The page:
Caring Robots // Robotic Care
Our aim is to re-imagine robotic technology in care by developing technology that is useful, safe, meaningful, and wanted, through a design process that involves caregivers, people in care, care organizations, and other stakeholders. The project Caring Robots // Robotic Care is a transdisciplinary research collaboration by TU Wien, University of Salzburg, Caritas Wien, and Technisches Museum Wien.
The development of robots for use in care is a much-discussed scenario that is strongly polarized. On the one hand, there is the hope that (robotic) technology will help us meet the challenges of demographic change, support caregivers, and help people lead self-determined lives. On the other hand, there are fears that robots will replace human care and push people in need of care into social marginalization. The goal of this project is to explore possible and desirable roles of robots or similar technologies in the complex context of care. We aim to bring a wide range of actors - caregivers, clients, interest groups, users, and political decision-makers - together with experts from robotics, computer science, and sociology, to collectively ask the question how technology can and should (or should not) change the future of care.
We start from the question
»what robotic technology in care should do instead of what it could do.«
Instead of starting from a specific technology, we aim for a participatory, open and reflective design process that involves a broad range of stakeholders from the care sector. The ultimate goal is to create desirable technological futures of care, rather than merely acceptable ones. Much research has focused on developing assistive technology in a task-solving, feature-driven mindset. In contrast, this project starts from the question what robotic technology in care should do compared to what it could do. This will contribute to a novel ethically aligned design approach for robotic care technology.
We recognize that care work takes place in a socio-material context. Within a relationship of interdependence and vulnerability, caregivers and recipients jointly negotiate their roles, autonomy, care, and responsibilities in a specific care practice. Therefore, we involve stakeholders in a series of design case studies in different care environments, from institutionalized and semi-institutionalized care to mobile care and 24h care at home. Each case explores specific care challenges such as cognitive decline and social isolation. What are the technological opportunity spaces for providing support and what are associated issues regarding labor, privacy, and ethics?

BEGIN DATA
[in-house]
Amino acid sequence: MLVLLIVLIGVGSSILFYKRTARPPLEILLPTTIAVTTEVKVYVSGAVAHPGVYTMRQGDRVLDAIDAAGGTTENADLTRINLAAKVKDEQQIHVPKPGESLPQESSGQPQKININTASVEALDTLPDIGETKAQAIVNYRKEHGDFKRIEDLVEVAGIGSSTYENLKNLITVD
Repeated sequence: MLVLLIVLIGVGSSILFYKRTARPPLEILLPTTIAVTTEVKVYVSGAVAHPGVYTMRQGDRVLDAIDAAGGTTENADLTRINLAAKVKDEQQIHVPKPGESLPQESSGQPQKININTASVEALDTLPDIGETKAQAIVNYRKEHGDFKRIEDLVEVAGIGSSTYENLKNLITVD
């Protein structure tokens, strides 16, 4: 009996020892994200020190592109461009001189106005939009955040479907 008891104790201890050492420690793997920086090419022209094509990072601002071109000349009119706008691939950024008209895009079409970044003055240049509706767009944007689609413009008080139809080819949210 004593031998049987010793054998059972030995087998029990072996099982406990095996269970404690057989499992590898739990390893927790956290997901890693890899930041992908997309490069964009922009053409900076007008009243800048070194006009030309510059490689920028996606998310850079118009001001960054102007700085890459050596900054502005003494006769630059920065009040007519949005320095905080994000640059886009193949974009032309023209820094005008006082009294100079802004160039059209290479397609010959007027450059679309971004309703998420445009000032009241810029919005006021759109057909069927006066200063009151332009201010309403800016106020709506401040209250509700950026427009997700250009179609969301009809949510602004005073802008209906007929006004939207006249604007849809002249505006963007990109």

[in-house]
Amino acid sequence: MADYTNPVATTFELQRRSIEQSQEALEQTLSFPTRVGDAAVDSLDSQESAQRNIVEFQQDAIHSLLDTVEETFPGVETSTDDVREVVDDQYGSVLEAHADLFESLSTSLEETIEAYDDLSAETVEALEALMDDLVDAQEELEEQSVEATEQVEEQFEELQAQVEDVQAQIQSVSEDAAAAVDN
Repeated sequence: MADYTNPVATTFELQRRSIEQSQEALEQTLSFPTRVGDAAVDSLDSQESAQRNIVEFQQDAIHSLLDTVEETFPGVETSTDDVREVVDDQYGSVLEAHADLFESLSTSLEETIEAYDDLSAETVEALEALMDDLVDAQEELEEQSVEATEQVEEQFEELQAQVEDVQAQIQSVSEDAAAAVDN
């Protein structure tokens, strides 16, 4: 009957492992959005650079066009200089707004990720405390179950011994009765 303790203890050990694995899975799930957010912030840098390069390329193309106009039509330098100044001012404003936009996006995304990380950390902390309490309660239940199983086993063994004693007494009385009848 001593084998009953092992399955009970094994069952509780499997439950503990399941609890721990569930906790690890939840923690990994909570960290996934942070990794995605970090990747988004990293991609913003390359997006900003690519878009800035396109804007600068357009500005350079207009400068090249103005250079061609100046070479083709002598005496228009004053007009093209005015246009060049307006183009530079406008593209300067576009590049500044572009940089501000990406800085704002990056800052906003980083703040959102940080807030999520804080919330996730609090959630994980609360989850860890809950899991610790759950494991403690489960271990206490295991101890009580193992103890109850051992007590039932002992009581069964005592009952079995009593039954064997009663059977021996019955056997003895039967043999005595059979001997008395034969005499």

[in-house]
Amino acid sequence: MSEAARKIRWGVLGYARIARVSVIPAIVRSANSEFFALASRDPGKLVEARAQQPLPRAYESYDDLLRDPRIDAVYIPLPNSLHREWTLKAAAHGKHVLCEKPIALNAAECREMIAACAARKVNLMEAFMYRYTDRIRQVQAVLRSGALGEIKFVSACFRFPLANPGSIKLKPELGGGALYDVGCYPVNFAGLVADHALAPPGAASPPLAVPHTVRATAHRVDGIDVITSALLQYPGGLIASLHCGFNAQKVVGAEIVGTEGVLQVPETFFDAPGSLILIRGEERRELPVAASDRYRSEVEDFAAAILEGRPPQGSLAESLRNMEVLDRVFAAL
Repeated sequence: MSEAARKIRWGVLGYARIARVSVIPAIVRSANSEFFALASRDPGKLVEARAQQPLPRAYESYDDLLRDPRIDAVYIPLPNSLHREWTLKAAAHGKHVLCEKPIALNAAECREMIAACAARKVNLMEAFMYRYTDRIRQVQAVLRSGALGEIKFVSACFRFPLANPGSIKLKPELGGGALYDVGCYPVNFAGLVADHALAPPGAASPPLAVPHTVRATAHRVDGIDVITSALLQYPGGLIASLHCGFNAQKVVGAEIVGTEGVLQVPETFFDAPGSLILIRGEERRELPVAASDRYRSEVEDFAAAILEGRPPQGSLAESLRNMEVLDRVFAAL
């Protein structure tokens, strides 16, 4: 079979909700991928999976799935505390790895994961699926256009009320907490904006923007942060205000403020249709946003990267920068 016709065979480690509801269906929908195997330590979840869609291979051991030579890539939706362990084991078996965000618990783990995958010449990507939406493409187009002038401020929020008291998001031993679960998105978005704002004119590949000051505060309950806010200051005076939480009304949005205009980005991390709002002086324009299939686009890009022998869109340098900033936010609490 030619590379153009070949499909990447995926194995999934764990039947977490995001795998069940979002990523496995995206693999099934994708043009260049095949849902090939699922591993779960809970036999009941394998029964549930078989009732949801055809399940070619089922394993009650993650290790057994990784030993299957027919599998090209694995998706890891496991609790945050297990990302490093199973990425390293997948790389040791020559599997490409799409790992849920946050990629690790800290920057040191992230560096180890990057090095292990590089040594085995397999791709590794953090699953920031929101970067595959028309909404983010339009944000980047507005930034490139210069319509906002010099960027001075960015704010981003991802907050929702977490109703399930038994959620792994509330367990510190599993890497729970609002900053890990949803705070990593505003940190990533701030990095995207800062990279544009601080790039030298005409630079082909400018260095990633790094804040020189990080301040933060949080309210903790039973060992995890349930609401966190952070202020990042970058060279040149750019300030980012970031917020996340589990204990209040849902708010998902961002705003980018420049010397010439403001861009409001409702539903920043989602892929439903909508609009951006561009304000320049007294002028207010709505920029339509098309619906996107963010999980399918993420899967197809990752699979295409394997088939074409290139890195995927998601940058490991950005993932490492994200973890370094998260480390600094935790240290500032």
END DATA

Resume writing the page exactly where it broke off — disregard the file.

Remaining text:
The research team has profound knowledge in inter- and transdisciplinary research. Four scientific team members - Sabine Köszegi, Margrit Gelautz, Astrid Weiss, and Markus Vincze - collaborated for the interdisciplinary doctoral college TrustRobots at TU Wien. Christopher Frauenberger from the University of Salzburg joins the consortium as an expert on participatory design and digital humanism. Doris Kaiser from Caritas der Erzdiözese Wien and Jürgen Öhlinger from Technisches Museum Wien, two core project members from the practice field, will drive the cross-fertilization between science and practice with their in-depth expertise on care and science communication. To analyze the potential of robotic technology in care, involved PhD students have backgrounds in different academic disciplines, including sociology, psychology, Human-Computer Interaction, Human-Robot Interaction, computer vision, and new media, as well as electrical and mechanical engineering.